Flea beetles (Phyllotreta spp.) in canola and cutworms continued to be at economical levels in many areas of Manitoba in 2017. Aphids were at high levels and resulted in insecticide applications in small grain cereals, field peas and soybeans.

Diamondback moth (Plutella xylostella) were controlled in many canola fields. Bertha armyworm (Mamestra configurata) got to economic levels in some canola fields in Western Manitoba. Alfalfa weevil (Hypera postica) was at high levels in many alfalfa fields. Thistle caterpillars (Vanessa cardui) caused concern in some soybean and sunflower fields.

'Summary of Insects on Crops in Manitoba in 2017' is a report based on observations from John Gavloski, Ph.D., entomologist with Manitoba Agriculture, as well as his summer students, observations and reports from agronomists, farmers, farm production extension specialists, and extension co-ordinators. To read the full report, click here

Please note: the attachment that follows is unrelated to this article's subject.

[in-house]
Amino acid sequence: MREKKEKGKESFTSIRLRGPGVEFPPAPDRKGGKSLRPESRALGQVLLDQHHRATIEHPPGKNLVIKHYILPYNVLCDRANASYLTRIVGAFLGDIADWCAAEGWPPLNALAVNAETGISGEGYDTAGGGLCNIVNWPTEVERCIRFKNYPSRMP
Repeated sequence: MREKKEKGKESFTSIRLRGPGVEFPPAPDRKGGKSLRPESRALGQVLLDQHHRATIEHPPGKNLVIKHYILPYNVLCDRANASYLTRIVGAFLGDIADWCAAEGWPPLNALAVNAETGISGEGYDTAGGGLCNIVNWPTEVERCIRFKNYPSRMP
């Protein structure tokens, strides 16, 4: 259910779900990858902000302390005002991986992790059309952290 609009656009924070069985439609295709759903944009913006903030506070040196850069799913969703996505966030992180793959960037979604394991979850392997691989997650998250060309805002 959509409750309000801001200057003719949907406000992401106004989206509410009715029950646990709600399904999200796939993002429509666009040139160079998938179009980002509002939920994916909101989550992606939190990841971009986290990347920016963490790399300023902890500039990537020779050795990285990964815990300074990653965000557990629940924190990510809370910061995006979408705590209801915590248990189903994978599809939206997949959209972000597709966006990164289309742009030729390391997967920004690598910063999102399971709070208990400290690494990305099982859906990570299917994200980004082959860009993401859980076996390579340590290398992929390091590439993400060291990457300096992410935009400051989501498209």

Published in Insect Pests
Evidence of feeding in 2017 once again was over a wider range than in previous years. The range of pea leaf weevil activity has expanded dramatically in central Alberta since 2013.

The annual pea leaf weevil (Sitona lineatus L.) survey was carried out in late May and early June, 2017. The 2017 survey was based on damage ratings in 203 fields from 46 municipalities. Survey locations shown with black circles had no evidence of pea leaf weevil feeding on any of the plants assessed. For more information, click here

Related: Keeping an eye on fababean insect pests
Published in Insect Pests
The wheat midge forecast for 2018 shows an overall lower level of wheat midge across Alberta. There is very little risk of midge in the Peace Region, with the lowest level of midge found in the survey since the outbreak in 2013. Individual fields or small pockets of wheat midge may still exist so it is important to remain vigilant.

The midge population in central Alberta east of Edmonton appears to be lower but this may be in part due to increase in midge tolerant wheat. Wheat midge in that area in that area will remain a concern, especially if there is late seeding and higher than average rainfall in the spring. Areas west and south of Edmonton have seen individual fields with midge numbers at levels of concern as far south as Red Deer county.